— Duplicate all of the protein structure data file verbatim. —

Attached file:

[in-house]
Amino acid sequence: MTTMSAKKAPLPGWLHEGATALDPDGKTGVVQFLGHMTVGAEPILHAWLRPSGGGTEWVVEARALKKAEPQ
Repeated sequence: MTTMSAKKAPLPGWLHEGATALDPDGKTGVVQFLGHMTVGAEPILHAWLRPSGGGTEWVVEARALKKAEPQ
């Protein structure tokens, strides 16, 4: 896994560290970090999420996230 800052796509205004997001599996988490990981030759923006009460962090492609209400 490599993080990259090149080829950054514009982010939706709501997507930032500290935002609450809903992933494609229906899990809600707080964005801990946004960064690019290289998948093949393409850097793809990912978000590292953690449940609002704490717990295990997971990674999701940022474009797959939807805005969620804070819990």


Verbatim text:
[in-house]
Amino acid sequence: MTTMSAKKAPLPGWLHEGATALDPDGKTGVVQFLGHMTVGAEPILHAWLRPSGGGTEWVVEARALKKAEPQ
Repeated sequence: MTTMSAKKAPLPGWLHEGATALDPDGKTGVVQFLGHMTVGAEPILHAWLRPSGGGTEWVVEARALKKAEPQ
């Protein structure tokens, strides 16, 4: 896994560290970090999420996230 800052796509205004997001599996988490990981030759923006009460962090492609209400 490599993080990259090149080829950054514009982010939706709501997507930032500290935002609450809903992933494609229906899990809600707080964005801990946004960064690019290289998948093949393409850097793809990912978000590292953690449940609002704490717990295990997971990674999701940022474009797959939807805005969620804070819990």